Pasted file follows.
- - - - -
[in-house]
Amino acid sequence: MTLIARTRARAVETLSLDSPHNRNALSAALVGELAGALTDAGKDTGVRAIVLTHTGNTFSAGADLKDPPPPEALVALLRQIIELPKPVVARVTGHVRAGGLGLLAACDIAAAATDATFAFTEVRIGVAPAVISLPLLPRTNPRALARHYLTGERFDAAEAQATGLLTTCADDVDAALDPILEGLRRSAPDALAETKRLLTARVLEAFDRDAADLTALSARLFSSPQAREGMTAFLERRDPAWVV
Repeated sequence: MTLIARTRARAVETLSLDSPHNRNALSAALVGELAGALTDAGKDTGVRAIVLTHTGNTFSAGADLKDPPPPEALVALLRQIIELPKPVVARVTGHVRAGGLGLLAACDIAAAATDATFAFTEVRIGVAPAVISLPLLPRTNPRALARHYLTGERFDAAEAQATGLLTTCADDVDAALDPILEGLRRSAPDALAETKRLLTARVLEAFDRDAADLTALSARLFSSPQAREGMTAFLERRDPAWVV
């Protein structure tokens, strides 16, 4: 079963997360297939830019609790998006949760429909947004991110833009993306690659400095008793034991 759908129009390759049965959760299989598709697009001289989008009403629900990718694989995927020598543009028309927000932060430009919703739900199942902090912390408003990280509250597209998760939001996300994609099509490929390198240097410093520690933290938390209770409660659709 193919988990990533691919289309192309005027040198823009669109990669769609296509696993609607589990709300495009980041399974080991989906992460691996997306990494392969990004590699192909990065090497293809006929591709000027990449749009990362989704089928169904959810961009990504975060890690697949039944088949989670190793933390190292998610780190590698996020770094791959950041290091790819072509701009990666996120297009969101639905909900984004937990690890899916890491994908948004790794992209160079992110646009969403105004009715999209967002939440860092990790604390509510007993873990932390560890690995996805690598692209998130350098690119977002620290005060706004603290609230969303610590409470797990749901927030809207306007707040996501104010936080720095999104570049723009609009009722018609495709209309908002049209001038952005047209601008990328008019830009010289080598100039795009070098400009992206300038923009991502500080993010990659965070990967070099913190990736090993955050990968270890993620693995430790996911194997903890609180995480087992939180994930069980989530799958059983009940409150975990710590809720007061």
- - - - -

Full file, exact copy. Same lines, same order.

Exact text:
[in-house]
Amino acid sequence: MTLIARTRARAVETLSLDSPHNRNALSAALVGELAGALTDAGKDTGVRAIVLTHTGNTFSAGADLKDPPPPEALVALLRQIIELPKPVVARVTGHVRAGGLGLLAACDIAAAATDATFAFTEVRIGVAPAVISLPLLPRTNPRALARHYLTGERFDAAEAQATGLLTTCADDVDAALDPILEGLRRSAPDALAETKRLLTARVLEAFDRDAADLTALSARLFSSPQAREGMTAFLERRDPAWVV
Repeated sequence: MTLIARTRARAVETLSLDSPHNRNALSAALVGELAGALTDAGKDTGVRAIVLTHTGNTFSAGADLKDPPPPEALVALLRQIIELPKPVVARVTGHVRAGGLGLLAACDIAAAATDATFAFTEVRIGVAPAVISLPLLPRTNPRALARHYLTGERFDAAEAQATGLLTTCADDVDAALDPILEGLRRSAPDALAETKRLLTARVLEAFDRDAADLTALSARLFSSPQAREGMTAFLERRDPAWVV
């Protein structure tokens, strides 16, 4: 079963997360297939830019609790998006949760429909947004991110833009993306690659400095008793034991 759908129009390759049965959760299989598709697009001289989008009403629900990718694989995927020598543009028309927000932060430009919703739900199942902090912390408003990280509250597209998760939001996300994609099509490929390198240097410093520690933290938390209770409660659709 193919988990990533691919289309192309005027040198823009669109990669769609296509696993609607589990709300495009980041399974080991989906992460691996997306990494392969990004590699192909990065090497293809006929591709000027990449749009990362989704089928169904959810961009990504975060890690697949039944088949989670190793933390190292998610780190590698996020770094791959950041290091790819072509701009990666996120297009969101639905909900984004937990690890899916890491994908948004790794992209160079992110646009969403105004009715999209967002939440860092990790604390509510007993873990932390560890690995996805690598692209998130350098690119977002620290005060706004603290609230969303610590409470797990749901927030809207306007707040996501104010936080720095999104570049723009609009009722018609495709209309908002049209001038952005047209601008990328008019830009010289080598100039795009070098400009992206300038923009991502500080993010990659965070990967070099913190990736090993955050990968270890993620693995430790996911194997903890609180995480087992939180994930069980989530799958059983009940409150975990710590809720007061």